WASHINGTON, D.C. — Because the U.S. Army Corps of Engineers failed to adequately respond to concerns by experts about the dangers of an oil spill from the Dakota Access Pipeline (DAPL), it must prepare a detailed environmental impact statement (EIS) for the project, a District of Columbia federal judge held March 25 in a long-running challenge to the pipeline’s construction by four Indian tribes (Standing Rock Sioux Tribe, et al. v. U.S. Army Corps of Engineers, et al., No. 16-1534, D. D.C., 2020 U.S. Dist. LEXIS 51540).
WASHINGTON, D.C. — Tribal and environmental groups on March 24 asked the U.S. Supreme Court to vacate dismissal of their challenge to the federal government’s approval of coal-mining activities by an Indian company on Indian land based on tribal sovereign immunity, saying the ruling creates a conflict among courts that handle most of the Native American law disputes in the country (Diné Citizens Against Ruining Our Environment, et al. v. Bureau of Indian Affairs, et al., No. 19-1166, U.S. Sup.).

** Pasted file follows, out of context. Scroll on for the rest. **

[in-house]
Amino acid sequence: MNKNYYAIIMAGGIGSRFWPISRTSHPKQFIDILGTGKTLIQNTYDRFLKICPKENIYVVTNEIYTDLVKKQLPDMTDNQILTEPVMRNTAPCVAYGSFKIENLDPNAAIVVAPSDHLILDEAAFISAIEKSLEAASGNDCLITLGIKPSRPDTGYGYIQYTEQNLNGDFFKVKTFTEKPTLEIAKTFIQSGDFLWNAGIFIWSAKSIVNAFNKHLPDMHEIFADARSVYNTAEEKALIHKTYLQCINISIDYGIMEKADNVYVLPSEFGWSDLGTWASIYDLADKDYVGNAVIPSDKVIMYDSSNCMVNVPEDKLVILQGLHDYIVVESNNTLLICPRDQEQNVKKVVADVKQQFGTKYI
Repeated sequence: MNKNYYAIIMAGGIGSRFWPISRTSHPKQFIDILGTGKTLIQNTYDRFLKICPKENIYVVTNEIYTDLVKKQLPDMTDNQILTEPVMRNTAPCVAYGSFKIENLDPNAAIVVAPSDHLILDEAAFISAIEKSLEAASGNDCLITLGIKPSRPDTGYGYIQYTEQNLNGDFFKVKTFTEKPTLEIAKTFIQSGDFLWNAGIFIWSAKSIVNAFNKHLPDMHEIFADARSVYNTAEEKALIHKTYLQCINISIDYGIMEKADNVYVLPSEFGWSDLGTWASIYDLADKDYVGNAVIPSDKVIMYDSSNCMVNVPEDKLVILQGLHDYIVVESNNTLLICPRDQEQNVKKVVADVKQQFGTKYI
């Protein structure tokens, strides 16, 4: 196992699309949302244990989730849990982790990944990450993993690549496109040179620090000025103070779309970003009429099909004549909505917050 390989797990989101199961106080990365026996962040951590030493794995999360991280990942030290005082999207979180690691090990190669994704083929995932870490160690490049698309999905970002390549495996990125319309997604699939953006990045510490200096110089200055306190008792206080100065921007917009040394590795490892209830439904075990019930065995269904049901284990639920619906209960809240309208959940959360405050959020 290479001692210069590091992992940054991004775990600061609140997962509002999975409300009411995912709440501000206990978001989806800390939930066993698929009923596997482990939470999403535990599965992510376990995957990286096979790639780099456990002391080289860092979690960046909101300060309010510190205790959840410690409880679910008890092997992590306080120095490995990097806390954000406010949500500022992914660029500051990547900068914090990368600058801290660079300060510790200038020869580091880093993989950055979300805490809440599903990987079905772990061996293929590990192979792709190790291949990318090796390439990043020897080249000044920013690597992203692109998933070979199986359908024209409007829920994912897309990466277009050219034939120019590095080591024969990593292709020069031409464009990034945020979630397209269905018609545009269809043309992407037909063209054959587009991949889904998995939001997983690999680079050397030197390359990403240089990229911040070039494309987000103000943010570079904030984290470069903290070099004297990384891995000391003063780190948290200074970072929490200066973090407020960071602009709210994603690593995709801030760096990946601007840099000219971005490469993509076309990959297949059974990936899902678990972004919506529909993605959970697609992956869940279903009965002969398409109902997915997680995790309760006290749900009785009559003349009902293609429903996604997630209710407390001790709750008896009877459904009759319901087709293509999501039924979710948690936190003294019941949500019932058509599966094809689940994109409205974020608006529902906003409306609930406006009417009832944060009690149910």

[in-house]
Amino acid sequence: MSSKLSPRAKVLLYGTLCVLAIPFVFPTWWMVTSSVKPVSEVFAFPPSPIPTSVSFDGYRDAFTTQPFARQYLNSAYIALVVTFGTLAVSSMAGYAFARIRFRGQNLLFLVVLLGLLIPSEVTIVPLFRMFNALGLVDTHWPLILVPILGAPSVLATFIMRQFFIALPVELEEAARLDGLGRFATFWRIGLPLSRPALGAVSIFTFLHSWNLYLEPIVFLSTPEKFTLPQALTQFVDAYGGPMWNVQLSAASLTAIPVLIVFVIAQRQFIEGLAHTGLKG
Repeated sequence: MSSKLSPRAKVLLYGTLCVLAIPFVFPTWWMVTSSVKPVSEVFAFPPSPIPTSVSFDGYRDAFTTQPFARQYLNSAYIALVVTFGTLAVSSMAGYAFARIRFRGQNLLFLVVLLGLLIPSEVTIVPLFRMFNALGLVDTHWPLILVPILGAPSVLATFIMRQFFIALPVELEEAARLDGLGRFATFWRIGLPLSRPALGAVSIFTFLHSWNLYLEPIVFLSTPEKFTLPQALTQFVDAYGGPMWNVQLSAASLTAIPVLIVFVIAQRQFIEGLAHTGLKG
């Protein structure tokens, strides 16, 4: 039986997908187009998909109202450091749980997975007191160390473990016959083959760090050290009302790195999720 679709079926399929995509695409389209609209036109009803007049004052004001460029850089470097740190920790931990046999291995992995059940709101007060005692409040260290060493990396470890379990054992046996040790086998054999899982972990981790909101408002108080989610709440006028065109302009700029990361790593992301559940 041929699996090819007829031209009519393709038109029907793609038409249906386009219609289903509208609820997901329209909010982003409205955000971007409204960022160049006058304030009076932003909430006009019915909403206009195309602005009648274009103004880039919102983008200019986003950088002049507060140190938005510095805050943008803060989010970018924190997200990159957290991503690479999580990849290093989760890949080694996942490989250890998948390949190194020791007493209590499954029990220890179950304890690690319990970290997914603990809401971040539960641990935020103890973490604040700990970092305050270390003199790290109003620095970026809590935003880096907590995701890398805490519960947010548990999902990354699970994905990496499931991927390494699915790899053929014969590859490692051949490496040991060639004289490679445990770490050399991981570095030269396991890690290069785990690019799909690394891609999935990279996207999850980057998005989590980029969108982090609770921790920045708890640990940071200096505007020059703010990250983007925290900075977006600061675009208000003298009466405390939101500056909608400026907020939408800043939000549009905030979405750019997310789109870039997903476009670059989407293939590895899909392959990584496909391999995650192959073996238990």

WASHINGTON, D.C. — The Department of the Interior (DOI) acted arbitrarily and capriciously when it banned Indian tribes that were denied federal recognition from repetitioning the agency for recognition status, a District of Columbia federal judge held March 25 in vacating the ban and remanding the issue to the DOI in a Michigan tribe’s suit seeking federal recognition (Burt Lake Band of Ottawa and Chippewa Indians v. David Bernhardt, et al., No. 1:17-cv-38, D. D.C.).